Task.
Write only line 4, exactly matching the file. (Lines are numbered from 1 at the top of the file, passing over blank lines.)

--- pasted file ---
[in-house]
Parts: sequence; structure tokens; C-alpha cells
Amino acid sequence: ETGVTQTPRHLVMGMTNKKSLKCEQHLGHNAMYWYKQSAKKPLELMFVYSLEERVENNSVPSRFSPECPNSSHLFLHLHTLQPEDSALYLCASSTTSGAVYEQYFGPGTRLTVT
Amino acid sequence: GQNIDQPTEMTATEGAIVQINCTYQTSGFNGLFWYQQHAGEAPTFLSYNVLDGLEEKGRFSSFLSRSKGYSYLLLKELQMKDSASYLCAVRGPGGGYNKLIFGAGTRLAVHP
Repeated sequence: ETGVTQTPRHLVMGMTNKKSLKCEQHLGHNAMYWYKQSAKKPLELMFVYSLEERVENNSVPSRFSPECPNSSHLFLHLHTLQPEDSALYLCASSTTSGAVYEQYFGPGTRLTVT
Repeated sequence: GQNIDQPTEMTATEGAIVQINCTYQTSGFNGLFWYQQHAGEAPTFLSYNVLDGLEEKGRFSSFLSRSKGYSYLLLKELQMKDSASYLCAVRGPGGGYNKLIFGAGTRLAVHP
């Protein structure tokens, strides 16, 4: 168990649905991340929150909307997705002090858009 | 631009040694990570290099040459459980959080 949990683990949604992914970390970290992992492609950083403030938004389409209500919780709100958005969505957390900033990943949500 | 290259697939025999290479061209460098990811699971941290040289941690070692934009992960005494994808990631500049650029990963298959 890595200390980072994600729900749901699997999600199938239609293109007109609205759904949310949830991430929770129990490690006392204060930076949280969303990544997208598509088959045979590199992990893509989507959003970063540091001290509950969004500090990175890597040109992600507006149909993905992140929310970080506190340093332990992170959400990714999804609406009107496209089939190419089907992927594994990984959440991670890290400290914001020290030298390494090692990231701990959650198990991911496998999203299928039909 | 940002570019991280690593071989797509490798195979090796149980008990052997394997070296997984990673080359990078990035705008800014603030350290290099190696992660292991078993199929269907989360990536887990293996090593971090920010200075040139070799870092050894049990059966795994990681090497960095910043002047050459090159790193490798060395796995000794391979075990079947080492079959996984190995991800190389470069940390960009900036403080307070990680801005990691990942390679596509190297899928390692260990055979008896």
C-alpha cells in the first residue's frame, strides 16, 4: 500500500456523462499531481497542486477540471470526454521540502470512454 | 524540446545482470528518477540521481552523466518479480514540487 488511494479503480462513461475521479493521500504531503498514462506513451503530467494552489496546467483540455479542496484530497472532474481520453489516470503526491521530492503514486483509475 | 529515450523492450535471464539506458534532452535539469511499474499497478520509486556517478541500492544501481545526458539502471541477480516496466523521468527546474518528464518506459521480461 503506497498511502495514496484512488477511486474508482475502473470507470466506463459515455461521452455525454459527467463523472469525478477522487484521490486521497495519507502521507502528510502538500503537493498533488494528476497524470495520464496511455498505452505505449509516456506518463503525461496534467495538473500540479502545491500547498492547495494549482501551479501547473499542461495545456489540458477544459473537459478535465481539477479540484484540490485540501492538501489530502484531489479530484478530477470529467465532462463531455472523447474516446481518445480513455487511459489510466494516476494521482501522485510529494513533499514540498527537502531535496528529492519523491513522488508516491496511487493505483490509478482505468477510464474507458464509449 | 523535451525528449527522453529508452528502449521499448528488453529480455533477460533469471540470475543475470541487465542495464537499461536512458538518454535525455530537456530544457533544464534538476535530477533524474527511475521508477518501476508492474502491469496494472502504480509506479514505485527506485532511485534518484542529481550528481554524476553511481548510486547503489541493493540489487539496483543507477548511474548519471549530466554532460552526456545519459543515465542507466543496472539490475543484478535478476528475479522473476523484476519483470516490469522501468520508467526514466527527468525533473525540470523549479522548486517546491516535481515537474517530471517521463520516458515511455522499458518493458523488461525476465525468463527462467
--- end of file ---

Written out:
Amino acid sequence: GQNIDQPTEMTATEGAIVQINCTYQTSGFNGLFWYQQHAGEAPTFLSYNVLDGLEEKGRFSSFLSRSKGYSYLLLKELQMKDSASYLCAVRGPGGGYNKLIFGAGTRLAVHP